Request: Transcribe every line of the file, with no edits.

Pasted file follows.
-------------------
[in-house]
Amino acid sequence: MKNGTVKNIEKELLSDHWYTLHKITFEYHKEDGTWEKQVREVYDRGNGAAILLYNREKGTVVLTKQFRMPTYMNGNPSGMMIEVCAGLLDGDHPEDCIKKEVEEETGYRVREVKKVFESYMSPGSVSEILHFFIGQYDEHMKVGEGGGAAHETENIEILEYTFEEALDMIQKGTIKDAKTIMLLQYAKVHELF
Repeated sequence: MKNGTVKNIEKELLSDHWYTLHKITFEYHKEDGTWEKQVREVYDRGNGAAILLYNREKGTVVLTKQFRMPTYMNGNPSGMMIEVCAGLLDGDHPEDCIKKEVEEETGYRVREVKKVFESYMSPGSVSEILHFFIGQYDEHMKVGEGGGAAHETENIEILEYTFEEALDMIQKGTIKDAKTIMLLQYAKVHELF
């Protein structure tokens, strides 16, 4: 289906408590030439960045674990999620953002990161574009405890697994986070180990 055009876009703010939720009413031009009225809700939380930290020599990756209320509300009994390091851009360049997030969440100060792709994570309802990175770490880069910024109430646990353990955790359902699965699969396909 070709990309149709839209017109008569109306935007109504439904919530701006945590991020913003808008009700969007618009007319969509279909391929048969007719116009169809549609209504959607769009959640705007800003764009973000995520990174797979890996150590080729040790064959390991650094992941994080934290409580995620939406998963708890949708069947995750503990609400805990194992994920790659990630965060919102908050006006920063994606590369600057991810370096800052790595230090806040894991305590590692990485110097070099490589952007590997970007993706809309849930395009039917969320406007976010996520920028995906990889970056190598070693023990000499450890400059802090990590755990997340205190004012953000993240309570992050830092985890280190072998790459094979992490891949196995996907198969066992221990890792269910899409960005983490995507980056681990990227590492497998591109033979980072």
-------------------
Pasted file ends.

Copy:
[in-house]
Amino acid sequence: MKNGTVKNIEKELLSDHWYTLHKITFEYHKEDGTWEKQVREVYDRGNGAAILLYNREKGTVVLTKQFRMPTYMNGNPSGMMIEVCAGLLDGDHPEDCIKKEVEEETGYRVREVKKVFESYMSPGSVSEILHFFIGQYDEHMKVGEGGGAAHETENIEILEYTFEEALDMIQKGTIKDAKTIMLLQYAKVHELF
Repeated sequence: MKNGTVKNIEKELLSDHWYTLHKITFEYHKEDGTWEKQVREVYDRGNGAAILLYNREKGTVVLTKQFRMPTYMNGNPSGMMIEVCAGLLDGDHPEDCIKKEVEEETGYRVREVKKVFESYMSPGSVSEILHFFIGQYDEHMKVGEGGGAAHETENIEILEYTFEEALDMIQKGTIKDAKTIMLLQYAKVHELF
């Protein structure tokens, strides 16, 4: 289906408590030439960045674990999620953002990161574009405890697994986070180990 055009876009703010939720009413031009009225809700939380930290020599990756209320509300009994390091851009360049997030969440100060792709994570309802990175770490880069910024109430646990353990955790359902699965699969396909 070709990309149709839209017109008569109306935007109504439904919530701006945590991020913003808008009700969007618009007319969509279909391929048969007719116009169809549609209504959607769009959640705007800003764009973000995520990174797979890996150590080729040790064959390991650094992941994080934290409580995620939406998963708890949708069947995750503990609400805990194992994920790659990630965060919102908050006006920063994606590369600057991810370096800052790595230090806040894991305590590692990485110097070099490589952007590997970007993706809309849930395009039917969320406007976010996520920028995906990889970056190598070693023990000499450890400059802090990590755990997340205190004012953000993240309570992050830092985890280190072998790459094979992490891949196995996907198969066992221990890792269910899409960005983490995507980056681990990227590492497998591109033979980072």